Thankfully, the world finally seems to be talking about the Customer Buying Journey. It took me far too long to realize that when you are committed to a selling process, it really helps to have someone involved who is equally committed to a buying process. Because it’s not the marketing and selling that ensures a deal, it’s the buying journey. Sure, marketing and sales can have an impact, and must do so to earn their keep, but the only way to guarantee a buyer buys is to have them successfully complete the stages of their buying journey.
For this reason, there is tremendous benefit associated with deeply understanding your market’s buying journey: what they do, who gets involved, how they make their decisions, when and where they may reach out to others, what motivates them, and where the anxieties and concerns may be. As a result of talking with thousands of buyers and mapping some 200 buying journeys, the fascinating thing we discovered is that, in a particular market, buyers buy in remarkably similar ways. This means that the long list of qualities above can indeed be decoded to reveal predictable buying behavior. In fact, we now use this simple finding to determine the bounds of a market – buyers that buy in similar ways.
From our research, we also know how disconnected sellers are from buyers. Buyers share with us that most of the collateral they receive, from both sales and marketing, fails to deliver value to them. Moreover, it’s lost in the vast array of information they receive and have at their fingertips. This is a sad reflection on our professions, but by looking into our own inboxes we can see the problem. Armed with technology, companies can blast out collateral like rain from a thundercloud. Even more disappointing is that amongst this downpour there are gems: insightful whitepapers, case studies, research findings, and articles (like this one!). Yet to the recipient, it can all too easily look like more of the storm.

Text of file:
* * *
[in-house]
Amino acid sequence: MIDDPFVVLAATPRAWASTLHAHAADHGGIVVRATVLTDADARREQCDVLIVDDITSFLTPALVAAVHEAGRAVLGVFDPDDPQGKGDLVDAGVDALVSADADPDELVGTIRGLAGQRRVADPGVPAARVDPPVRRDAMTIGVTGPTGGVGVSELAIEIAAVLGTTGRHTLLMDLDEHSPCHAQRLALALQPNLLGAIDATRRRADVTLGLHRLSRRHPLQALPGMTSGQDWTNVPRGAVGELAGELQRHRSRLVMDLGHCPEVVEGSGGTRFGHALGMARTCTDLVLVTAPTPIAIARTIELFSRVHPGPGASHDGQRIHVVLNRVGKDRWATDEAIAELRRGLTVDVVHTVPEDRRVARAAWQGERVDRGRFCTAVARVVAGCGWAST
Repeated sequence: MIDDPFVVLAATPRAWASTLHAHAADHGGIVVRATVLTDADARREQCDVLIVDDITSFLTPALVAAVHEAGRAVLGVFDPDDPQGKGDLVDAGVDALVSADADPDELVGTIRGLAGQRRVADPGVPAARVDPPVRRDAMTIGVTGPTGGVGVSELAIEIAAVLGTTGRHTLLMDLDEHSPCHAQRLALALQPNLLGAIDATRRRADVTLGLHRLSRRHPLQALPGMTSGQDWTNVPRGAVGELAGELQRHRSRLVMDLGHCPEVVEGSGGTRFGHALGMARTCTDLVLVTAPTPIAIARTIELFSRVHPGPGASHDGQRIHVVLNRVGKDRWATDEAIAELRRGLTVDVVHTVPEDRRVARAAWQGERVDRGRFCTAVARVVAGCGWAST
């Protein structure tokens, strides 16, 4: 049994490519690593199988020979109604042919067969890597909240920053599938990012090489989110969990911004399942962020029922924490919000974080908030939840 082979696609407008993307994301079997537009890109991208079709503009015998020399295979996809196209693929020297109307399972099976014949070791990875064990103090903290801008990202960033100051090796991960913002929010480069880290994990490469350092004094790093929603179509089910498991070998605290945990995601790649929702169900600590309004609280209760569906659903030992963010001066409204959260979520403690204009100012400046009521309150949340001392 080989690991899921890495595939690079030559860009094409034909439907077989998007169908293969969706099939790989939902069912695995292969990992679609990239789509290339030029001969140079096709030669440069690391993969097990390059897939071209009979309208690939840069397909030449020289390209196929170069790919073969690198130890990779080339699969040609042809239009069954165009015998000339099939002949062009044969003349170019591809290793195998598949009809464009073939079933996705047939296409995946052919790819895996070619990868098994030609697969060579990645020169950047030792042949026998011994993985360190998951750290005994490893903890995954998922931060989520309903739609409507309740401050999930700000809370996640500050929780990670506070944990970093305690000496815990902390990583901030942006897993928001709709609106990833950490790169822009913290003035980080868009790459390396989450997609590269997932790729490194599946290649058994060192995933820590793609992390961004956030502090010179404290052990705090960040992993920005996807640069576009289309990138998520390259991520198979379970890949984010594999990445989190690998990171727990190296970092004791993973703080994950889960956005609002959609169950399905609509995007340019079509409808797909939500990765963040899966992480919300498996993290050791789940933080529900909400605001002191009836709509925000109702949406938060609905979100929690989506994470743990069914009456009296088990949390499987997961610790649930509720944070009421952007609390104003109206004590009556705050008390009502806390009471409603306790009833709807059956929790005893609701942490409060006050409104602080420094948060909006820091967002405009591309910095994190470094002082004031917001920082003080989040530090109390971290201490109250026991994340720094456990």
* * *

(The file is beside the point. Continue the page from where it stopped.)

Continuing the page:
The answer to this conundrum is then collateral that is truly relevant to those receiving it. Though that advice may sound obvious, true relevance means something the specific person would find valuable, that is not easily gained in another fashion, and that is important to them at that time – which could even be a fleeting moment.
This ties directly back into the importance of the buying journey; the only way to achieve this objective is to understand what happens at every single stage. To illustrate, think of a buying journey as a voyage of discovery. As a buyer moves from step to step in their journey, they become more educated in terms of what they need, what they need to do, what options they have available, and the implications of certain choices. Logic then dictates that what they are interested in changes depending upon where they are in their process and what the role they are playing. Additionally, if they are looking at things from a financial, technological, end user, or specialist perspective, their needs, wants, and interests will all be different.
By mapping the buying journey, we can predict these points of interest. When we know who is going to be involved and what they find valuable at every step, we can then synchronize messaging and collateral, by the role or persona, for that stage of the buying journey. Using this method, we have found that the probability of adding value significantly increases while the chances of being ignored drops dramatically. And the best part? As Seismic customers, we are in the perfect position to deploy such a strategy.